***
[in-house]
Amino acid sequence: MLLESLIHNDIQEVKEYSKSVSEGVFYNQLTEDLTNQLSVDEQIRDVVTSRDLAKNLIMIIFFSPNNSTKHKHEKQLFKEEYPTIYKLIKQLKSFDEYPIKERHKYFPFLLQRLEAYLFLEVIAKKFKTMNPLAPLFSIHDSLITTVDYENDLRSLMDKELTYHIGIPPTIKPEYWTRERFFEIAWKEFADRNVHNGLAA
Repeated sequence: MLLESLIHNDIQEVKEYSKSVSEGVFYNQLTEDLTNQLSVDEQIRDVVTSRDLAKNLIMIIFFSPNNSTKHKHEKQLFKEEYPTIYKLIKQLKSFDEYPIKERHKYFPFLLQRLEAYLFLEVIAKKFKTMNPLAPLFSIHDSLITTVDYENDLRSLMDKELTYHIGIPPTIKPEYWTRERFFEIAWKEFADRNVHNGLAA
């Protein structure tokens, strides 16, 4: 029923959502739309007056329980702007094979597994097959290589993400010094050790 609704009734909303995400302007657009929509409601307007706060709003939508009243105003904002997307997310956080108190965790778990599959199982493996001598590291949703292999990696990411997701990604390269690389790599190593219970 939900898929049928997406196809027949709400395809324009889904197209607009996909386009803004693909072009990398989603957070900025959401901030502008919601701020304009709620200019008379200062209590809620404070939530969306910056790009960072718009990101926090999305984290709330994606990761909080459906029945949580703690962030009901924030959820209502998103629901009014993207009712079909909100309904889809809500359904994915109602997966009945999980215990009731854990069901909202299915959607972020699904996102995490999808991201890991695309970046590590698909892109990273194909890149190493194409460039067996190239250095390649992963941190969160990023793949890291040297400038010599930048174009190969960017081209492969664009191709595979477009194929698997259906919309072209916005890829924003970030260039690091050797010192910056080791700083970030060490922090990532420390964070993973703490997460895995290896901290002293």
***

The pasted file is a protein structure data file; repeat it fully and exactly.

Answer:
[in-house]
Amino acid sequence: MLLESLIHNDIQEVKEYSKSVSEGVFYNQLTEDLTNQLSVDEQIRDVVTSRDLAKNLIMIIFFSPNNSTKHKHEKQLFKEEYPTIYKLIKQLKSFDEYPIKERHKYFPFLLQRLEAYLFLEVIAKKFKTMNPLAPLFSIHDSLITTVDYENDLRSLMDKELTYHIGIPPTIKPEYWTRERFFEIAWKEFADRNVHNGLAA
Repeated sequence: MLLESLIHNDIQEVKEYSKSVSEGVFYNQLTEDLTNQLSVDEQIRDVVTSRDLAKNLIMIIFFSPNNSTKHKHEKQLFKEEYPTIYKLIKQLKSFDEYPIKERHKYFPFLLQRLEAYLFLEVIAKKFKTMNPLAPLFSIHDSLITTVDYENDLRSLMDKELTYHIGIPPTIKPEYWTRERFFEIAWKEFADRNVHNGLAA
């Protein structure tokens, strides 16, 4: 029923959502739309007056329980702007094979597994097959290589993400010094050790 609704009734909303995400302007657009929509409601307007706060709003939508009243105003904002997307997310956080108190965790778990599959199982493996001598590291949703292999990696990411997701990604390269690389790599190593219970 939900898929049928997406196809027949709400395809324009889904197209607009996909386009803004693909072009990398989603957070900025959401901030502008919601701020304009709620200019008379200062209590809620404070939530969306910056790009960072718009990101926090999305984290709330994606990761909080459906029945949580703690962030009901924030959820209502998103629901009014993207009712079909909100309904889809809500359904994915109602997966009945999980215990009731854990069901909202299915959607972020699904996102995490999808991201890991695309970046590590698909892109990273194909890149190493194409460039067996190239250095390649992963941190969160990023793949890291040297400038010599930048174009190969960017081209492969664009191709595979477009194929698997259906919309072209916005890829924003970030260039690091050797010192910056080791700083970030060490922090990532420390964070993973703490997460895995290896901290002293």